We know that switching to a completely new agricultural system can be difficult. However, we really believe in the difference Conservation Agriculture can make for the climate, the environment, and farmers. With this series of articles on Conservation Agriculture, we aim to cover its basics and bust common myths and misconceptions one might have about it.
Conservation Agriculture is a term for a soil cultivation practice where, instead of tilling, the aim is to promote the natural soil processes as much as possible, protect the soil from wind and weather, and through crop rotation attempt to avoid the propagation of diseases and weeds.
The three principles behind Conservation Agriculture are:
• Minimal soil disturbance
• Permanent soil cover - either by a crop, a cover crop, or crop residues
• A varied crop rotation
Instead of tilling and harrowing, Conservation Agriculture (CA) works to create the best possible conditions for terrestrial organisms. Their activity can help ensure dead organic material (crop residues) is decomposed and incorporated into the soil.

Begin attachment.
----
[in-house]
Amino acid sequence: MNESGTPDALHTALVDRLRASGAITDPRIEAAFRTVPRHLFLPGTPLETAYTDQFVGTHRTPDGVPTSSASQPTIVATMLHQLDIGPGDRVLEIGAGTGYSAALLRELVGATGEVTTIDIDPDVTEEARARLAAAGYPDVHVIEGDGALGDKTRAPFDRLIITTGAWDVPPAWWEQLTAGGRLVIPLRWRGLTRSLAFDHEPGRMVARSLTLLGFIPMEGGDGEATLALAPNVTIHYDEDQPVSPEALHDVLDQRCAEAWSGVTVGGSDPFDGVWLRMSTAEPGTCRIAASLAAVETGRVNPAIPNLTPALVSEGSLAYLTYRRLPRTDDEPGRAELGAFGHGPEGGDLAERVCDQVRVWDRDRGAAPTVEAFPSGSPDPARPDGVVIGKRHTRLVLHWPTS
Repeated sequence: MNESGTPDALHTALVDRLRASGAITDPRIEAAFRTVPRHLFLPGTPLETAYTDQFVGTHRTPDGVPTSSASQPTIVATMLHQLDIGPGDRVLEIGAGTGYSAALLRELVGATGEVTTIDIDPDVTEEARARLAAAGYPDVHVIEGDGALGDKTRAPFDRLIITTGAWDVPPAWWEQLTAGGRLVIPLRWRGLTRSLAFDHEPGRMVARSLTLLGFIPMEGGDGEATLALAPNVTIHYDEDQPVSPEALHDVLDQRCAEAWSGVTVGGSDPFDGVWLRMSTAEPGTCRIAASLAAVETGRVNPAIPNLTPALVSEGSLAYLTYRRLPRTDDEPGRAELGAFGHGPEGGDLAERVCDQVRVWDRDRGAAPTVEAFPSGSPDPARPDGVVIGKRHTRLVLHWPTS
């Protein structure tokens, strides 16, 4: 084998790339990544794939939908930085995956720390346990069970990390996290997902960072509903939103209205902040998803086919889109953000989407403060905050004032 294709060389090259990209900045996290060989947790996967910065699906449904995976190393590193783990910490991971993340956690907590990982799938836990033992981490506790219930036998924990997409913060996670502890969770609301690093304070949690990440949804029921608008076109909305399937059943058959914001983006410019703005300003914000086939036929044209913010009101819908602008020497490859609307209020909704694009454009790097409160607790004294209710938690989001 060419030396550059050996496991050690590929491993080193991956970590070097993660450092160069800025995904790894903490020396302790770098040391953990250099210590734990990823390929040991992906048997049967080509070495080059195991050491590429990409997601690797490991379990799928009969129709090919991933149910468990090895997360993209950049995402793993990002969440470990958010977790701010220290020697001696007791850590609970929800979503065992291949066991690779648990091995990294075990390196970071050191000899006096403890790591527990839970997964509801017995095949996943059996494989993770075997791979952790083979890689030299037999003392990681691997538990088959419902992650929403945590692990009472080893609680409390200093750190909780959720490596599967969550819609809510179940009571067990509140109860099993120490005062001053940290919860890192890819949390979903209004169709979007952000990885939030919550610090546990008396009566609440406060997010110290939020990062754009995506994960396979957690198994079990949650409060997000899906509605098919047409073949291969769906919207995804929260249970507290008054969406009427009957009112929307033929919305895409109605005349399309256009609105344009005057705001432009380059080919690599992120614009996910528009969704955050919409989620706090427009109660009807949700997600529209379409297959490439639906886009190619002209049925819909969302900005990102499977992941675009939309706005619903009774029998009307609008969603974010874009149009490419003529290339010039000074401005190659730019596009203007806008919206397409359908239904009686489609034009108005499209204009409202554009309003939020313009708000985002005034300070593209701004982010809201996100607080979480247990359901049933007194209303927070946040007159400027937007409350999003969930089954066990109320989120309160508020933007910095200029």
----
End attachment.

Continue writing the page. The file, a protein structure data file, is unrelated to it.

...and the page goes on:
At the same time, the activity ensures that cavities and pores are created in the soil in order for the soil to become airy and porous and thus create room for oxygen and water.
By aiming for a permanent cover on the soil's surface, the soil is protected from the drying out caused by the sun. Moreover, the plant cover protects the soil surface from wind and water, which can physically break the structure of the soil causing erosion.
A varied crop rotation counteracts the multiplication of weeds and diseases, which in a traditional tilled system can be limited to some extent by turning the soil.
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